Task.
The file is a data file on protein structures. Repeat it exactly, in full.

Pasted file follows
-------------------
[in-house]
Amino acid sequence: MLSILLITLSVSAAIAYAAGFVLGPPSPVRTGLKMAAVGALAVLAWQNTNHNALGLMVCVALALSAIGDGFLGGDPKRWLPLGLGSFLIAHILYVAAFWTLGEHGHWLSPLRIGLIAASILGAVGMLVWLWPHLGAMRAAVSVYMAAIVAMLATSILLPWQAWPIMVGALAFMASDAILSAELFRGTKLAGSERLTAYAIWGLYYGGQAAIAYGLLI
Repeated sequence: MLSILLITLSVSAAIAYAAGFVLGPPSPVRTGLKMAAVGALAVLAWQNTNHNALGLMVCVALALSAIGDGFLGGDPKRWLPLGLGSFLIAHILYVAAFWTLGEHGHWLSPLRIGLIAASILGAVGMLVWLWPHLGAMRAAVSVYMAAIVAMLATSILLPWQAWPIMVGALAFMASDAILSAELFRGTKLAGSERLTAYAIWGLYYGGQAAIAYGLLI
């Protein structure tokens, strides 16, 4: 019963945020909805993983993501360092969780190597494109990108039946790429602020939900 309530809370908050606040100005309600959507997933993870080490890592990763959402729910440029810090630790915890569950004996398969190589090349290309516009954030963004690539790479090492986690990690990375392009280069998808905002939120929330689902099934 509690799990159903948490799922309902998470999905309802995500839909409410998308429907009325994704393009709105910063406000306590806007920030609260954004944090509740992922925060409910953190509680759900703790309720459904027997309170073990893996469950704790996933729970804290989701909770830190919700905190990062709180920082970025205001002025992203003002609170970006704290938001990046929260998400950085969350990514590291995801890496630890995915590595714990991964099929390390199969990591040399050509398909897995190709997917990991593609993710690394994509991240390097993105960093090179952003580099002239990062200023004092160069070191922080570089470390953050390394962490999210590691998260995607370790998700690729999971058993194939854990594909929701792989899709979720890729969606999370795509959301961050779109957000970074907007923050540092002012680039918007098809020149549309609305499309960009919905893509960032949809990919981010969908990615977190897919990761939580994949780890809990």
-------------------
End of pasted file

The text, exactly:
[in-house]
Amino acid sequence: MLSILLITLSVSAAIAYAAGFVLGPPSPVRTGLKMAAVGALAVLAWQNTNHNALGLMVCVALALSAIGDGFLGGDPKRWLPLGLGSFLIAHILYVAAFWTLGEHGHWLSPLRIGLIAASILGAVGMLVWLWPHLGAMRAAVSVYMAAIVAMLATSILLPWQAWPIMVGALAFMASDAILSAELFRGTKLAGSERLTAYAIWGLYYGGQAAIAYGLLI
Repeated sequence: MLSILLITLSVSAAIAYAAGFVLGPPSPVRTGLKMAAVGALAVLAWQNTNHNALGLMVCVALALSAIGDGFLGGDPKRWLPLGLGSFLIAHILYVAAFWTLGEHGHWLSPLRIGLIAASILGAVGMLVWLWPHLGAMRAAVSVYMAAIVAMLATSILLPWQAWPIMVGALAFMASDAILSAELFRGTKLAGSERLTAYAIWGLYYGGQAAIAYGLLI
């Protein structure tokens, strides 16, 4: 019963945020909805993983993501360092969780190597494109990108039946790429602020939900 309530809370908050606040100005309600959507997933993870080490890592990763959402729910440029810090630790915890569950004996398969190589090349290309516009954030963004690539790479090492986690990690990375392009280069998808905002939120929330689902099934 509690799990159903948490799922309902998470999905309802995500839909409410998308429907009325994704393009709105910063406000306590806007920030609260954004944090509740992922925060409910953190509680759900703790309720459904027997309170073990893996469950704790996933729970804290989701909770830190919700905190990062709180920082970025205001002025992203003002609170970006704290938001990046929260998400950085969350990514590291995801890496630890995915590595714990991964099929390390199969990591040399050509398909897995190709997917990991593609993710690394994509991240390097993105960093090179952003580099002239990062200023004092160069070191922080570089470390953050390394962490999210590691998260995607370790998700690729999971058993194939854990594909929701792989899709979720890729969606999370795509959301961050779109957000970074907007923050540092002012680039918007098809020149549309609305499309960009919905893509960032949809990919981010969908990615977190897919990761939580994949780890809990």